Problem of literal translation in Hindi

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Just like problems in every language translation, English to Hindi translation also has its share of problems of literal translation. We will try here with a few examples how literal translation of English phrases or sentences kill the real meaning of the source and also block the fluency and readability of the language.

Let us take one example, “The book is a sequel to that.” Many translators tend to translate this as “यह नई किताब उसके बाद की है।” But in our opinion the Hindi sentence needs to be elaborated a bit to bring the real meaning of what the original writer wanted to convey. However, there is always scope for improvement, this particular sentence could be better written as “यह नई किताब उसके बाद का खंड है।” However, some reviewers will tend to delete the word ‘khand’ and put comment that extra word has cropped up in the translation.

Another example. “Once the army starts using the same, the private sector will start showing interest.” Here a novice translator will tend to include the word ‘same’ in his translation which has to be treated differently here. The translation should be “सेना एक बार इसका इस्तेमाल करना शुरू कर दे, तो फिर निजी क्षेत्र भी इसमें रुचि लेने लग जाएगा।” You may have noticed the literal translation of same is not in the sentence, rather it has come as ‘its’.

Let’s take another example in this category. The sentence is “Everything can wait, but not agriculture”. Here we should be careful about the use of the word ‘wait’. ‘Wait’ is frequently used in English language but its use in Hindi is to be made with some restraint. The translation should be – हर चीज़ रुक सकती है, लेकिन खेती नहीं रुक सकती। In English when there is rush in a doctor’s clinic the attendant may ask the patient to ‘wait’. But when he expresses the same feeling in Hindi he will say sir, toda rukiye. Toda intejar kijiye is the correct literal translation, but seldom this is used in actual situations. In actual situation what is said is “thoda rukiye, doctor sahib aane hi wale hain”.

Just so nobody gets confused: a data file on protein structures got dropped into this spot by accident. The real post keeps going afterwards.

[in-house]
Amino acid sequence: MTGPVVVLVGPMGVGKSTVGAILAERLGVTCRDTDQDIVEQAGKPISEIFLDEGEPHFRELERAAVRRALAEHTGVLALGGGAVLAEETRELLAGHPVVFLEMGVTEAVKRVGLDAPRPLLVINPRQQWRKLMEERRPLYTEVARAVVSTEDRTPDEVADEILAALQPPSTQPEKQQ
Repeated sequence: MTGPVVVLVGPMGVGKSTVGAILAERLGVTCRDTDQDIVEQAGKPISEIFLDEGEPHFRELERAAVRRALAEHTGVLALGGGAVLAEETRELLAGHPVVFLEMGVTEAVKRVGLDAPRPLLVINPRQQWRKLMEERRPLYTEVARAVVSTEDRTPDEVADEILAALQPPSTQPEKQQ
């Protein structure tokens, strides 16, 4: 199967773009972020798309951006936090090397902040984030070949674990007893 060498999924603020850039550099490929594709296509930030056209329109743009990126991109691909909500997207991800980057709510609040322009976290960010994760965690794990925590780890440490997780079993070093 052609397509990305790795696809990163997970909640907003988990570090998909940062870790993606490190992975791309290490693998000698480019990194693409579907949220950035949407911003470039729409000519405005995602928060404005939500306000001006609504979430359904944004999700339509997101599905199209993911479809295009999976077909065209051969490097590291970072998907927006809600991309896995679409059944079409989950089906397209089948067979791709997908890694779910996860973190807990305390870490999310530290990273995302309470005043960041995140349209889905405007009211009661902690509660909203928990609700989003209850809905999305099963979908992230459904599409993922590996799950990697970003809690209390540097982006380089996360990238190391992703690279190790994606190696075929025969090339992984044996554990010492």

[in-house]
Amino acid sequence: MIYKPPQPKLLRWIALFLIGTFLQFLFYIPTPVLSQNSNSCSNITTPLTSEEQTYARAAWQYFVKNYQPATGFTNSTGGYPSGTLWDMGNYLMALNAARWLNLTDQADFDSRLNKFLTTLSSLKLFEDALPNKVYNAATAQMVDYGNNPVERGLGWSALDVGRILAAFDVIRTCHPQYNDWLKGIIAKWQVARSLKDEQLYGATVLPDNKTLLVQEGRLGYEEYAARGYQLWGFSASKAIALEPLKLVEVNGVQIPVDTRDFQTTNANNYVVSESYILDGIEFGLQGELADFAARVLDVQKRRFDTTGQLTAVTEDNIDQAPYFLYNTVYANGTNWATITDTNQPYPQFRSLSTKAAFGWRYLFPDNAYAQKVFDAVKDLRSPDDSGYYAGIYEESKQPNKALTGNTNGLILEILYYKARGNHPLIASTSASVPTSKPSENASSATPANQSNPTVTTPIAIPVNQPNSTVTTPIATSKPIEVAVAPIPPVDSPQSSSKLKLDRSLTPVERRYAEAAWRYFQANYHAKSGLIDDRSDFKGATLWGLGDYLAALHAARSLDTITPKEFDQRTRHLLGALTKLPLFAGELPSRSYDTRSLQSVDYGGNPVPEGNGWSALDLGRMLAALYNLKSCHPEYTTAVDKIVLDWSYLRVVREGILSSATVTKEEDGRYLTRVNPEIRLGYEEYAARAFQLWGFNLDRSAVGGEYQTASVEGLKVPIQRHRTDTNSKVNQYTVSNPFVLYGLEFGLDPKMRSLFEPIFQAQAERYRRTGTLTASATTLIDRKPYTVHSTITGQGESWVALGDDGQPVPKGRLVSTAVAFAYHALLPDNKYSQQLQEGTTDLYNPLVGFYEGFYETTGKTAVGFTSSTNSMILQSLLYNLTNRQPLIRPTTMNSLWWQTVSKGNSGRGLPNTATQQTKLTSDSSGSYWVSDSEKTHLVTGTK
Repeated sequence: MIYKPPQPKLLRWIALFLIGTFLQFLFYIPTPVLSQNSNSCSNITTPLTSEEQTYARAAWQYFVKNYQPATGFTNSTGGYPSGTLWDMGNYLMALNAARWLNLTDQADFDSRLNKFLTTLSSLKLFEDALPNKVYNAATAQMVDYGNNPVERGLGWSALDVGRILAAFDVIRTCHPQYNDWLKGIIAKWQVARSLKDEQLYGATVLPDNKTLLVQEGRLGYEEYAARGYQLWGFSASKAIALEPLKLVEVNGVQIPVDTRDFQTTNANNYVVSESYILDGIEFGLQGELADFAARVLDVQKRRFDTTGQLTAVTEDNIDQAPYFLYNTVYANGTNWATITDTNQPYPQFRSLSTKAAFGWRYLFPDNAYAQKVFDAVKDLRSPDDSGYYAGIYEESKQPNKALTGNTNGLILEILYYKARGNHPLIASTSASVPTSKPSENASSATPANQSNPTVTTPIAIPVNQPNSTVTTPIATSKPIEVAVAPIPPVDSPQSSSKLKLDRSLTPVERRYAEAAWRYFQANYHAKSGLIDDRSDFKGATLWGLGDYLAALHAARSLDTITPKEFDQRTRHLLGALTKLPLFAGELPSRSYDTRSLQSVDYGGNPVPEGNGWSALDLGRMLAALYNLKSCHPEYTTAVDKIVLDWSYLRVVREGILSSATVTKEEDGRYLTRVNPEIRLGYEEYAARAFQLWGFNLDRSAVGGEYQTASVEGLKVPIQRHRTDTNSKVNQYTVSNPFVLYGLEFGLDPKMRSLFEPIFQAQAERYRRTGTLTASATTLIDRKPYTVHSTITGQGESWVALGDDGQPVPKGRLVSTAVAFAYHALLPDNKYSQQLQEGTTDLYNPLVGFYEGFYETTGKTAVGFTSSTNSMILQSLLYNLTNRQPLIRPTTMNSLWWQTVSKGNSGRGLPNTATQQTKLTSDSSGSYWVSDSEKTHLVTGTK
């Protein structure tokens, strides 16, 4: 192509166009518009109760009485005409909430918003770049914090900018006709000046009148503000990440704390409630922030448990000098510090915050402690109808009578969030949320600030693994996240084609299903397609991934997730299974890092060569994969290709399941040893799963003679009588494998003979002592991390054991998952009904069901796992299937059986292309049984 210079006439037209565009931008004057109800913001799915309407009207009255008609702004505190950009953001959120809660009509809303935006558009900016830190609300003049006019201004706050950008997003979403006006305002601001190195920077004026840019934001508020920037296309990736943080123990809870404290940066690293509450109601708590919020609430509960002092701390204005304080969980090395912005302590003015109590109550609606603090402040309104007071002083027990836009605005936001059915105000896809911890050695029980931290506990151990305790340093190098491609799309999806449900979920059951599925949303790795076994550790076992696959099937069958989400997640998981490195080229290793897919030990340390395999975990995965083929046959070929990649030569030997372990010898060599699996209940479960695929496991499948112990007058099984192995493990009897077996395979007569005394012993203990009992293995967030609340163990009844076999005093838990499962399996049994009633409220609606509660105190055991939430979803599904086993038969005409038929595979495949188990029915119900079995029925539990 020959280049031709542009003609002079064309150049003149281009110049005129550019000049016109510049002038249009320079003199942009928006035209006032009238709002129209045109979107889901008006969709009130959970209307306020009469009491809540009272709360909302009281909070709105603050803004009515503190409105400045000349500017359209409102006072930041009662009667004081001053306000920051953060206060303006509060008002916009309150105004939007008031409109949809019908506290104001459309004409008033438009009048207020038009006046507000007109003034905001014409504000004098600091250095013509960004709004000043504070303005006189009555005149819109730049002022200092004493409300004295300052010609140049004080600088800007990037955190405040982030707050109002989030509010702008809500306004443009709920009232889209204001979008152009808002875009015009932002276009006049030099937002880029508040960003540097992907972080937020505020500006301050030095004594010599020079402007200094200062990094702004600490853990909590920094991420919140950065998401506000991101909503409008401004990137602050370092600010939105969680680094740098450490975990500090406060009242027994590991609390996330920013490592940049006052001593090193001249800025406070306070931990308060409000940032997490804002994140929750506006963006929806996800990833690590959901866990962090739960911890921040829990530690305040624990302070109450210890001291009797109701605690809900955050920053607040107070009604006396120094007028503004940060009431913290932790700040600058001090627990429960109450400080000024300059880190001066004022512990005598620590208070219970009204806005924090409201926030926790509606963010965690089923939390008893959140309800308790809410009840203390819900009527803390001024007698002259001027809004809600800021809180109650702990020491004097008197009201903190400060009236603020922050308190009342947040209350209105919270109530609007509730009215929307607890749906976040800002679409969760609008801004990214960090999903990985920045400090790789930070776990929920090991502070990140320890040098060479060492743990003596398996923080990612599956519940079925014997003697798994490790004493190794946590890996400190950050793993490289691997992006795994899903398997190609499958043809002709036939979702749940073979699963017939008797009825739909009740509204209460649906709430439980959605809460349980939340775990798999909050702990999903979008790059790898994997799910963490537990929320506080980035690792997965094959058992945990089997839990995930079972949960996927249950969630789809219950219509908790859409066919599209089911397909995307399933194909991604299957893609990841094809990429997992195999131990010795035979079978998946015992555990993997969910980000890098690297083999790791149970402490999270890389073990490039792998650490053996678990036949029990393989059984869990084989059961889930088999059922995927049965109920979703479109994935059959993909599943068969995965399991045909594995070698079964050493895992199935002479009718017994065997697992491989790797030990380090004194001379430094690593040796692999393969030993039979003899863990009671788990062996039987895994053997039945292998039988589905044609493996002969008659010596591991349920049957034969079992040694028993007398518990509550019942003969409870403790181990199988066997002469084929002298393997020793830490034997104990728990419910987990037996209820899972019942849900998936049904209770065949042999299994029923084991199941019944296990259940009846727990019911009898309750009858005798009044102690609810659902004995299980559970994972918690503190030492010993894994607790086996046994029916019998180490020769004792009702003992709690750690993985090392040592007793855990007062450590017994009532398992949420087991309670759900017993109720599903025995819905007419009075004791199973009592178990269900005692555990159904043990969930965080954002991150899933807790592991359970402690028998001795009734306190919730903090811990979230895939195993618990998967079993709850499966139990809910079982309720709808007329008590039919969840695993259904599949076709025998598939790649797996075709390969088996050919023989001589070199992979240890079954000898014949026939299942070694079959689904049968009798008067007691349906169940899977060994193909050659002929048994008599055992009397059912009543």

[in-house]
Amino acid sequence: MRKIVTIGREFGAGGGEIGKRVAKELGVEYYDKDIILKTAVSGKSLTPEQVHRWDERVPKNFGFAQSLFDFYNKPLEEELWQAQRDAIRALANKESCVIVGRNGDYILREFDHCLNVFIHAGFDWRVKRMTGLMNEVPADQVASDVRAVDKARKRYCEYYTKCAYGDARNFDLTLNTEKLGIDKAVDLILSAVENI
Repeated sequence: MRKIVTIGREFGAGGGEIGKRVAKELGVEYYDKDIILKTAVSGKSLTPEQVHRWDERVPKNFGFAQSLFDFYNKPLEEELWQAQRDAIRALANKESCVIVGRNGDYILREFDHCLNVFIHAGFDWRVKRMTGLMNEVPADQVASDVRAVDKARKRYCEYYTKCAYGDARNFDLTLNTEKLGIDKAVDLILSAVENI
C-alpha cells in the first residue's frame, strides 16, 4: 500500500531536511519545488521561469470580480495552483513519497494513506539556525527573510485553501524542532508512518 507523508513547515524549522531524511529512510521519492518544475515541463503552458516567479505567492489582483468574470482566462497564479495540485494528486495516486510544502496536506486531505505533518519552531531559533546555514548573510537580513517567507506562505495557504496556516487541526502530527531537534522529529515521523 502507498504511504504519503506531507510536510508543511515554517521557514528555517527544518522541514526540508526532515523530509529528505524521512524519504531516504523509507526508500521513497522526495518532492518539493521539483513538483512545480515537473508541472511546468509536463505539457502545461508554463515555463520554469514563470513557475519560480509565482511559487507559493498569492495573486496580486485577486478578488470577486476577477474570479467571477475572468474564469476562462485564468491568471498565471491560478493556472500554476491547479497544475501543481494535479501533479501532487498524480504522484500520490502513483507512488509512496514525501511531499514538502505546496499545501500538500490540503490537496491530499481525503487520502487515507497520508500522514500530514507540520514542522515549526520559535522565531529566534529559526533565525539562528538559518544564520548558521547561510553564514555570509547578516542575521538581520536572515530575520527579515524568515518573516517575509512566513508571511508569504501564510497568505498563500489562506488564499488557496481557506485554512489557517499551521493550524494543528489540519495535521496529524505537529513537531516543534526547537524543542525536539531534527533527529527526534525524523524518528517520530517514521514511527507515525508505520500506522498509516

Here is another example of good versus literal translation. “Universally, journalists, especially print journalists, have to work in real time, thanks to the Internet.” Some translators will tend to translate “Universally” as सार्वभौमिक or वैश्विक. And the word ‘thanks’ may also contribute its share of confusion. We would suggest its translation as “दुनिया भर में हर जगह पत्रकारों को, खासकर प्रिंट के पत्रकारों को घटनाओं के घटते समय ही काम करना पड़ता है, और इसका कारण है इंटरनेट।” The phrase ‘real time’ is translated in a number of ways in Hindi according to context, and use of literal translation ‘vastavik samay’ is also acceptable many times. Similarly for ‘real estate’ many translators transliterate the term while many use the term ‘zamin jaydad’ and it seems both are acceptable.

Those who translate from English are advised to use good English resources like and to grasp the real meaning of the English phrase used and then go for its translation in Hindi. Use of is also highly recommended.

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